In our day to day life, it’s easy to take our ability to converse for granted. Thanks to the enormous amount of data we collect every second of our life through our sensory organs, we possess a huge amount of data which makes our ability to converse fluid. The emotional factor that we add in our conversation just makes it “human”. We all converse with our friends, families, strangers (sometimes) and easily understand the context of the discussion, the emotion, hidden meanings, etc. As simple as it may be for humans, it definitely isn’t the case with computers.With growing veins of Artificial Intelligence, we are getting surrounded by virtual assistants like Siri, Alexa, Cortana, etc. and tons of #chatbots and have transitioned into the “Age of Chatbots”. Let me draw the line clearly: A (...)
Various Optimisation Techniques and their Impact on Generation of Word Embeddings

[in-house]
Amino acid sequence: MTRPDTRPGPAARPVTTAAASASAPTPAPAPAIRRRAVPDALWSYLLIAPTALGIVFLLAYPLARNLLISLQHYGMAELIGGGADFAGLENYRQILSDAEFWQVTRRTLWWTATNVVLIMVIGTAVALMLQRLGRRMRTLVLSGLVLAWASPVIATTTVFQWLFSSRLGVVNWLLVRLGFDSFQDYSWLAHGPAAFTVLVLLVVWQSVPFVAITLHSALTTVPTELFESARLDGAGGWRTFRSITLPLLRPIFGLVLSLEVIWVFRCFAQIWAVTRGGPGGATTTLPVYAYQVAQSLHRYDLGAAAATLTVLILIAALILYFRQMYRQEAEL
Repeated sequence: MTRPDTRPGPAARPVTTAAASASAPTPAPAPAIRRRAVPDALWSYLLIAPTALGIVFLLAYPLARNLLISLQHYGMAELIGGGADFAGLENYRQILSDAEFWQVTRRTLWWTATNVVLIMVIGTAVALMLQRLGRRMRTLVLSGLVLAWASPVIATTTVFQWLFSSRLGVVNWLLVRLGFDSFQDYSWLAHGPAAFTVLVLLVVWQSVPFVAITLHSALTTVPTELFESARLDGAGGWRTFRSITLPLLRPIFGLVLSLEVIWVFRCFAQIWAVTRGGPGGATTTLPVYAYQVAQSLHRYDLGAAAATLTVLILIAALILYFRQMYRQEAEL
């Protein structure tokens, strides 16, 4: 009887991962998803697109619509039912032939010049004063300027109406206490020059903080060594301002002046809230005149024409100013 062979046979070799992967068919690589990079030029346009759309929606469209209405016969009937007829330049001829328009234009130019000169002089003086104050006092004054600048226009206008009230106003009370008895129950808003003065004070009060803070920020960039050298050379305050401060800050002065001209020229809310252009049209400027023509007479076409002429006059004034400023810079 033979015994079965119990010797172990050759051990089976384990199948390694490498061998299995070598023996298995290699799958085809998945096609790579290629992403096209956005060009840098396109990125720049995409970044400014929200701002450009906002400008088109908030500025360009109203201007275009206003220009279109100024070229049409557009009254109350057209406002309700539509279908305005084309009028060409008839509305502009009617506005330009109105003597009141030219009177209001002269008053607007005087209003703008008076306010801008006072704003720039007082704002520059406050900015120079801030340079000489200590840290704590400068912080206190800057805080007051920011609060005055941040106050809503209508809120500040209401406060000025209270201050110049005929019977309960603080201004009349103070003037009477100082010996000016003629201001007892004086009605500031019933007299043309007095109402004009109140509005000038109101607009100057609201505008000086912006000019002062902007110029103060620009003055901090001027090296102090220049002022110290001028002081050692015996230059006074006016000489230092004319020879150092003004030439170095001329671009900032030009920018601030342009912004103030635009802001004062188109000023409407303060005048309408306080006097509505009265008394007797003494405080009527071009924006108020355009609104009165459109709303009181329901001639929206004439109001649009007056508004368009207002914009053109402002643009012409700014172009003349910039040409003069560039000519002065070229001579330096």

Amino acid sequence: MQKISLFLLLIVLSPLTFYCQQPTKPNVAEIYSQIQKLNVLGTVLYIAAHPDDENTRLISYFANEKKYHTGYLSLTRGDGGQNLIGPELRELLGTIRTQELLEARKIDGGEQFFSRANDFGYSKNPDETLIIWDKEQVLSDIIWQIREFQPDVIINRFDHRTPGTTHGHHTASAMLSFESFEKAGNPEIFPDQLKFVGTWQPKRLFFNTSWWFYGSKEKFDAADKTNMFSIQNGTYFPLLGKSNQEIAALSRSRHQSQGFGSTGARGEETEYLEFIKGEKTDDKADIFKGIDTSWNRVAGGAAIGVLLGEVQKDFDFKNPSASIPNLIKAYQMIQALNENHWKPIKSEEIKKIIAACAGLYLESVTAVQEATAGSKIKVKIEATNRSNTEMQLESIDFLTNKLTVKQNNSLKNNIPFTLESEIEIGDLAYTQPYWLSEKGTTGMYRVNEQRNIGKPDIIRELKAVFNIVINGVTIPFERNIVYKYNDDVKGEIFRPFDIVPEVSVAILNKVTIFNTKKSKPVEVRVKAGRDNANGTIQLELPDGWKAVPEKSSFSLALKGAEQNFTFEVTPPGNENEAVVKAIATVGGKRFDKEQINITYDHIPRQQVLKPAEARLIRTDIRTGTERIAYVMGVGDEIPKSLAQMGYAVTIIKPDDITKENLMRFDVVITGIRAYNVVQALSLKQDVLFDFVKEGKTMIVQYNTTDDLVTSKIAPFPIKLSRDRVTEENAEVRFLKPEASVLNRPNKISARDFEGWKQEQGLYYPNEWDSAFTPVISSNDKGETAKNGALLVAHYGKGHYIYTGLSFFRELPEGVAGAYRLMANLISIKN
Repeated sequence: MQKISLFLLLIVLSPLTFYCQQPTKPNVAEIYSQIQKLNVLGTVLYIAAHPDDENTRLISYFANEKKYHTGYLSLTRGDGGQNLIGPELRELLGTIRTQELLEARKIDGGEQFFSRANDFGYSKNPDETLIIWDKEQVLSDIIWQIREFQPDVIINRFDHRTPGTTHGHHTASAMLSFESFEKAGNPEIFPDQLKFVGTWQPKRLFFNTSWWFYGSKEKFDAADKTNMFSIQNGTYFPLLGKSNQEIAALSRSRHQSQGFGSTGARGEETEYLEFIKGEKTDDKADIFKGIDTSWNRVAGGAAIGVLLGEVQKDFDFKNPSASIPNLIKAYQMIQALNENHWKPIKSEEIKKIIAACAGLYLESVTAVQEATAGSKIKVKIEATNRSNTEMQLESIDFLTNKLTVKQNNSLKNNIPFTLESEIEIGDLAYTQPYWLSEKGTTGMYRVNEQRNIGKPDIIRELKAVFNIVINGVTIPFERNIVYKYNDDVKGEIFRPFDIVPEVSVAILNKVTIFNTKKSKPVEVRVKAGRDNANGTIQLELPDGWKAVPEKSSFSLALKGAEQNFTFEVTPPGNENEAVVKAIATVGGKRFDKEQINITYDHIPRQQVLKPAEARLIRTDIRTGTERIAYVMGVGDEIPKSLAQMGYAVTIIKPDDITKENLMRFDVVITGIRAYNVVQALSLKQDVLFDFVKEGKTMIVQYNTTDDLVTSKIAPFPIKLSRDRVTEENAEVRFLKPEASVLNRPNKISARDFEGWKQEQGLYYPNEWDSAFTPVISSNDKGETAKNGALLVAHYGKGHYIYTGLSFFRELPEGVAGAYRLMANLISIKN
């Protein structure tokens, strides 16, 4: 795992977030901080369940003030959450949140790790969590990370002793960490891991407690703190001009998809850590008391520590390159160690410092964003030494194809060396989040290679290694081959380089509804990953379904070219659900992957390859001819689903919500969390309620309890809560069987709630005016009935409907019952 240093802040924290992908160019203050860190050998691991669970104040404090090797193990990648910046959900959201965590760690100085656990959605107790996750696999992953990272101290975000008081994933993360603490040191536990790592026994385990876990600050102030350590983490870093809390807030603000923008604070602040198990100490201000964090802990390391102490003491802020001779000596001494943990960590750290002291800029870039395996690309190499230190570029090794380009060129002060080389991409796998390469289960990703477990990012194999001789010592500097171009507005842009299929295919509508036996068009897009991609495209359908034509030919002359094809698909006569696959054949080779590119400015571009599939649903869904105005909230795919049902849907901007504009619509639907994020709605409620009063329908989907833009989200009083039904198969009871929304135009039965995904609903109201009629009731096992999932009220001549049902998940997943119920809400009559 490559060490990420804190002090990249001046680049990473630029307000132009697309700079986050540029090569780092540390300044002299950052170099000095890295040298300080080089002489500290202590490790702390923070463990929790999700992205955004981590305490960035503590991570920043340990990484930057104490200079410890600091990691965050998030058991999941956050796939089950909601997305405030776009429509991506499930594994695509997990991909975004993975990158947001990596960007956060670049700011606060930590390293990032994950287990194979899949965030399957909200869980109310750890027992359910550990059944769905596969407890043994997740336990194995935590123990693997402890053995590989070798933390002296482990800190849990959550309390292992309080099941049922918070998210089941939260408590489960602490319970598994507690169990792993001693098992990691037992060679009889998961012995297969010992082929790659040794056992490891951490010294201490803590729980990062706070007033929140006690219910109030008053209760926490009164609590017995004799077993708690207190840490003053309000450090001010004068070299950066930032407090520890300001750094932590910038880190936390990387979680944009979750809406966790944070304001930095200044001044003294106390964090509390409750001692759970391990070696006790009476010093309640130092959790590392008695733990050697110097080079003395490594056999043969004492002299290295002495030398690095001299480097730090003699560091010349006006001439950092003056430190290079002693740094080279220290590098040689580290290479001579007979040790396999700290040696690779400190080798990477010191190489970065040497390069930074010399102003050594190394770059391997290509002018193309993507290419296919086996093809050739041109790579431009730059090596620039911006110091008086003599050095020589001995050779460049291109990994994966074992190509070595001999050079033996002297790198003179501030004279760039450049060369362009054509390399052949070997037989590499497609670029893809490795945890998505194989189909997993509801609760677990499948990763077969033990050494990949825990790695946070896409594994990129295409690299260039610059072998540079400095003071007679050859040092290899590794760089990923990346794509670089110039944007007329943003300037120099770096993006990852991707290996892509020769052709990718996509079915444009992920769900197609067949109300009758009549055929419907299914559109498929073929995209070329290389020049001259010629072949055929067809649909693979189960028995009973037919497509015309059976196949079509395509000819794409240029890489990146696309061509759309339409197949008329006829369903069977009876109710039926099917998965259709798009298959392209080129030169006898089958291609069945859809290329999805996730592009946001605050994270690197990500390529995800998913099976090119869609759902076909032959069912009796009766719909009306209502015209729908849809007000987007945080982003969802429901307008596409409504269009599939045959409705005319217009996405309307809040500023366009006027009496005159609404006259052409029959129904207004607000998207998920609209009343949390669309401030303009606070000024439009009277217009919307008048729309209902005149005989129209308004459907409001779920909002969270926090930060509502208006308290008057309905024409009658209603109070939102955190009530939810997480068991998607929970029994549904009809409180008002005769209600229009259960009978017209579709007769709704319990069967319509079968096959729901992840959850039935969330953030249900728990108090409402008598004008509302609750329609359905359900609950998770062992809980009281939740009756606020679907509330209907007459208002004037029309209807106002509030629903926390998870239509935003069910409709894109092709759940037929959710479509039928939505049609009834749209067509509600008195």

Shameless plugin: We are a machine learning data annotation platform to make it super easy for you to build ML datasets. Just upload data, invite your team and build datasets super quick.Welcome to the third part of the five series tutorials on Machine Learning and its applications. Check out Dataturks, a data annotations tool to make your ML life simpler and smoother.Word embeddings are vectorial representations that are assigned to words, that have similar contextual usages. What is the use of word embeddings you might say? Well, if I am talking about Messi and immediately know that the context is football… How is it that happened? Our brains have associative memories and we associate Messi with football…To achieve the same, that is group similar words, we use embeddings. Embeddings, (...)
Introducing the First Natural Language to #sql #api